In this moment the brush drawing limits calculus considers the calculated clipping. The edges calculus try to make them round. In the brush borders there is an amortization of the pixel color value, considering the pixel value of the image.

PaintBrush with Texture

Calculate Brush Color
Calculate Brush Vertical Limits
For Each Discrete Line Between Vertical Limits
  Calculate Horizontal Limits
  For Each Pixel in the horizontal limits
    Calculate The Pixel Texture Coordinates, u and v
    alpha = alpha_texture[u, v] / 255
    intensity = intensity_texture[u, v] / 255
    back_color = pixel
    pixel = (brush_color * intensity - back_color) * alpha + back_color
Two texture images are used for the stroke render. One is used for defining intensity of the brush color and the other the brush transparency. The pixel color after the stroke will be:

actual_color * (transparency - 1) + brush_color * intensity * transparency

The intensity and transparency assume values inside the range of 0 to 1, while the pixel variable in the formula above refers to the pixel color before the stroke. The strokes are rectangular and without anti-aliasing because the borders soften effect can be obtained trough alpha texture.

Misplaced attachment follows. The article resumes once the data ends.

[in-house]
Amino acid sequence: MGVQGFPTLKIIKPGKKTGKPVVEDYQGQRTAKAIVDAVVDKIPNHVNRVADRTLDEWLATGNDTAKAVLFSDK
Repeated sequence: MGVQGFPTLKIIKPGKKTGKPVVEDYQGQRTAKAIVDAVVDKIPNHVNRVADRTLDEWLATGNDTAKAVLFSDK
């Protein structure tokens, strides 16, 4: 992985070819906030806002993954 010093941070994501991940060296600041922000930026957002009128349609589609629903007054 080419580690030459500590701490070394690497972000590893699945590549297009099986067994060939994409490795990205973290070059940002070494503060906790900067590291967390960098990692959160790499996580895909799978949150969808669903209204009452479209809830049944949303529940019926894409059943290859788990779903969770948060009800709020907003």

The order which the stages of the algorithms were implemented determines an amount of necessary memory. We could reduce this quantity by modifying this order and executing some calculus simultaneously. These changes would complicate the comprehension of  the painting process code, so we decided to use a few more memory to make the code clearer and more similar with the paper orientation.


We have achieved some images that demonstrate the paper idea. The algorithms settled well and the development process was very productive.
Some examples of the filter application:



bird (312Kb)

impressionist bird (299Kb)

fruit (111Kb)

impressionist fruit (131Kb)

lenna (158Kb)

impressionist lenna (199Kb)

portrait (74Kb)

impressionist portrait (94Kb)

under_water (117Kb)

impressionistt under_water (130Kb)



The brush stroke draw could be optimized but it would complicate even more the complex code but we could have more soft and well finished results with the stroke. The actual result can be accepted by an artistic point of view, because this is a perception problem. We have not implemented the estimate angle algorithm for zero gradient areas. In this cases a random value was used.